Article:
Sunday, May 31, 2009

Literal Videos

This morning I discovered a whole new (for me) YouTube phenomenon called "literal videos". Check out the literal video of Bonnie Tyler's "Total Eclipse of the Heart".

The totally lame original is here for those of you too young to have been subjected to it when it first came out. There are quite a few of these literal videos on YouTube. I also like "Losing My Religion". This all originated with some guy called DustomcNeato, you can see his originals on his DustFilms website. I feel it's my job to point these things out.

No Smoking

I'm tired today. I have little energy. Perhaps I'm getting sick. I have no strength to blog. I should rant and rave about Dudu Topaz's (famous Israeli entertainer) arrest in connection with the beating of a number of TV execs. I assume they did not like his show. Better yet I should have blogged about, the Knesset rejecting the "loyalty oath" proposed by Yisrael Beiteinu. This bill stated that all those who wish to retain their citizenship declare their loyalty to Israel as a Jewish, Zionist and democratic state and will serve Israel either through military service or some alternative. This bill blatantly targets Israel's 20% Arab minority. I do like the following quote of Avishay Braverman, Minority Affairs Minister who hoped "bills such as this one will not be brought before this government or any future government, and sanity will once again play a role in the governing of the state of Israel." Since when has sanity had anything at all to do with governing Israel?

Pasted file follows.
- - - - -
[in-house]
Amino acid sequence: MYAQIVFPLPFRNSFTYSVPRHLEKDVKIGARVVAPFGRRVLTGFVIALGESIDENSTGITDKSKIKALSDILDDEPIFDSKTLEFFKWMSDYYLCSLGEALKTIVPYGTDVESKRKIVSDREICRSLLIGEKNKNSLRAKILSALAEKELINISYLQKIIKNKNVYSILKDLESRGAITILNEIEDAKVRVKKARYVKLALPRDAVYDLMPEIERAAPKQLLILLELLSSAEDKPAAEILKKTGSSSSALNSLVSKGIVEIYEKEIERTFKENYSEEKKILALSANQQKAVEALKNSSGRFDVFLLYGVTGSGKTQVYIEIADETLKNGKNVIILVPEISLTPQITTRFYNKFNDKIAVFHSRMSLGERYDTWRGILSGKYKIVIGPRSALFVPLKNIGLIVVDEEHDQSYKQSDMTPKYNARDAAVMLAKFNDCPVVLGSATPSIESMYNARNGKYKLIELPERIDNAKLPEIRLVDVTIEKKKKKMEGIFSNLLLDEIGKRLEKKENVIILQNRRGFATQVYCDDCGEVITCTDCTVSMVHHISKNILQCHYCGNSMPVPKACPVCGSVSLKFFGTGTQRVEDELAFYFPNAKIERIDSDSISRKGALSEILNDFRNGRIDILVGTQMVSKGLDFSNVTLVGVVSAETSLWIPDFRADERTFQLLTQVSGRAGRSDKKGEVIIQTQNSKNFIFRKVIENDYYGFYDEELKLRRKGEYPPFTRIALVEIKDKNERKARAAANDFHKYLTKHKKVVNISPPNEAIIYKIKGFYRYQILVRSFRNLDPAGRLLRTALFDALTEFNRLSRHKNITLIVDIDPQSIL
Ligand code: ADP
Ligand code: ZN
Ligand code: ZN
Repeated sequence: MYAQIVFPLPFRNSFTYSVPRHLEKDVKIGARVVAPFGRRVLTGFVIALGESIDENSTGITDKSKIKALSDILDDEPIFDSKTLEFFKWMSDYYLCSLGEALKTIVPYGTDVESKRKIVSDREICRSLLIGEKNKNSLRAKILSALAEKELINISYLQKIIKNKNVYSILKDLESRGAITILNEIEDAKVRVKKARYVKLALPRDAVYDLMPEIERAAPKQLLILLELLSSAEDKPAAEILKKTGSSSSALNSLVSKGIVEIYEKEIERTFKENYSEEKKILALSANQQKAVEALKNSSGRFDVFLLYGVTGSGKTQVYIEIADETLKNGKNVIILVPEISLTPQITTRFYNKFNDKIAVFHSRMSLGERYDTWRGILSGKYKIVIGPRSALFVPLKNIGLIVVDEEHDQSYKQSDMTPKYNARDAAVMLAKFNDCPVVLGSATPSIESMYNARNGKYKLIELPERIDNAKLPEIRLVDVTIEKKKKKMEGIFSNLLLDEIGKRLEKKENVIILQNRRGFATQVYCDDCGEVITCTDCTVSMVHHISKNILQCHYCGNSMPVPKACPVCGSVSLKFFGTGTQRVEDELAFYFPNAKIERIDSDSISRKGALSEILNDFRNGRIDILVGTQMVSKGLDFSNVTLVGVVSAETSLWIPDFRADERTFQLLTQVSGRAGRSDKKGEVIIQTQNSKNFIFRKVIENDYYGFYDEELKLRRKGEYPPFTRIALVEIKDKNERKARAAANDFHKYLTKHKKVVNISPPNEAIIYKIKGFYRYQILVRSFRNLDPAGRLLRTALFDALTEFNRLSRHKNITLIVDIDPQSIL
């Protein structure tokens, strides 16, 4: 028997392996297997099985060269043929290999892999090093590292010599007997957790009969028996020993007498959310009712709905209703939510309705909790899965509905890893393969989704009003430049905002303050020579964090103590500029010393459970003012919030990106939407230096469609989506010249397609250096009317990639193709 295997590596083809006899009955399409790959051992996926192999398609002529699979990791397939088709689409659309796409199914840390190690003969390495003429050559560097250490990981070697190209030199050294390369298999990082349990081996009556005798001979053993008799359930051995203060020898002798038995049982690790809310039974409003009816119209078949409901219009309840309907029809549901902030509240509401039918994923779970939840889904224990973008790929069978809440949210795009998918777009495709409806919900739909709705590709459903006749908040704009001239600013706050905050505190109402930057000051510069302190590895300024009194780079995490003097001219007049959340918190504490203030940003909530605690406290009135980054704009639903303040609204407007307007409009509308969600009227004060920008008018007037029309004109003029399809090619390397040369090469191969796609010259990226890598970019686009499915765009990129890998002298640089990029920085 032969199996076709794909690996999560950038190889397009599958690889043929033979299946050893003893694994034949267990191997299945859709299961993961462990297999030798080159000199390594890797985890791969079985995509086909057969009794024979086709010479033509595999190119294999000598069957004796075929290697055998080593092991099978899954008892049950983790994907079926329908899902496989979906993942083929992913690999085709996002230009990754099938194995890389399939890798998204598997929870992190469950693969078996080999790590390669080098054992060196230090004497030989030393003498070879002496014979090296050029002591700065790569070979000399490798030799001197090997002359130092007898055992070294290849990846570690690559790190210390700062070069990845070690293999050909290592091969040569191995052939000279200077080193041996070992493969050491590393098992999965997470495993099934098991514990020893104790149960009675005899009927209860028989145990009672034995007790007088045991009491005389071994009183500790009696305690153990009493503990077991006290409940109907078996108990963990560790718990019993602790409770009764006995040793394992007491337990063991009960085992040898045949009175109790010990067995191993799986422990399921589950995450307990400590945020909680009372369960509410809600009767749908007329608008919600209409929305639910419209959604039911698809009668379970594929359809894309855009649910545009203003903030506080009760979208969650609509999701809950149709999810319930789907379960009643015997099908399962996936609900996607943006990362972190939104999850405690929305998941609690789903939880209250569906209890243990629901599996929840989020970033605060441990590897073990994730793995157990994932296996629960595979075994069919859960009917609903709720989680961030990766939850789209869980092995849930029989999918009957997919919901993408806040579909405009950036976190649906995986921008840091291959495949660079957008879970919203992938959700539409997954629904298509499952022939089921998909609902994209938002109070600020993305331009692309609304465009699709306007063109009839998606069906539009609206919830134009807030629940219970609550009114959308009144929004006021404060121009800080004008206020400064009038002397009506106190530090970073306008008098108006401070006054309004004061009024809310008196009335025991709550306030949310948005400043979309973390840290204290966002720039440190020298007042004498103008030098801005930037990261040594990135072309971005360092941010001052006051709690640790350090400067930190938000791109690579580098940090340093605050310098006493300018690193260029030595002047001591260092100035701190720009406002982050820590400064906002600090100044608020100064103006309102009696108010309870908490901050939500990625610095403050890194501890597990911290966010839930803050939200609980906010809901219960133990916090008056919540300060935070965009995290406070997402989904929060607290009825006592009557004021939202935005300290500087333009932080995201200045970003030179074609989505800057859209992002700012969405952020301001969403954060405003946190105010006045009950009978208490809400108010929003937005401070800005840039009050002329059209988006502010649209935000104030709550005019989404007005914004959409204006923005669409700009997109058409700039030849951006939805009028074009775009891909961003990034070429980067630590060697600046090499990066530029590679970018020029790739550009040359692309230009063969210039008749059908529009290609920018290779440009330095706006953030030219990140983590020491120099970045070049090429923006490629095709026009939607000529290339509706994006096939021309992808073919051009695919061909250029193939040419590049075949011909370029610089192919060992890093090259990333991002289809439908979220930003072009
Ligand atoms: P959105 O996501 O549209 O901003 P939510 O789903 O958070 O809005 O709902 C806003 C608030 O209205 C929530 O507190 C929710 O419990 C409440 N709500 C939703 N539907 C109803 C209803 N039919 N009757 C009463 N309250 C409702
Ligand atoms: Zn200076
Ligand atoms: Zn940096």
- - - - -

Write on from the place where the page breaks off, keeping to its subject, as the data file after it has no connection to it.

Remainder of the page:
The big news around our house is that tomorrow, June 1, blackwifeo is giving up smoking. So am I. This will not be easy and I expect all of you (OK, both of you) that read this to provide support and encouragement. She is rather nervous and worried and full of self-doubt, its funny, because we all know she can do it. So if she's a little snappier and grumpier than usual, have patience peter. I, on the other hand, should have no trouble, I give up all the time.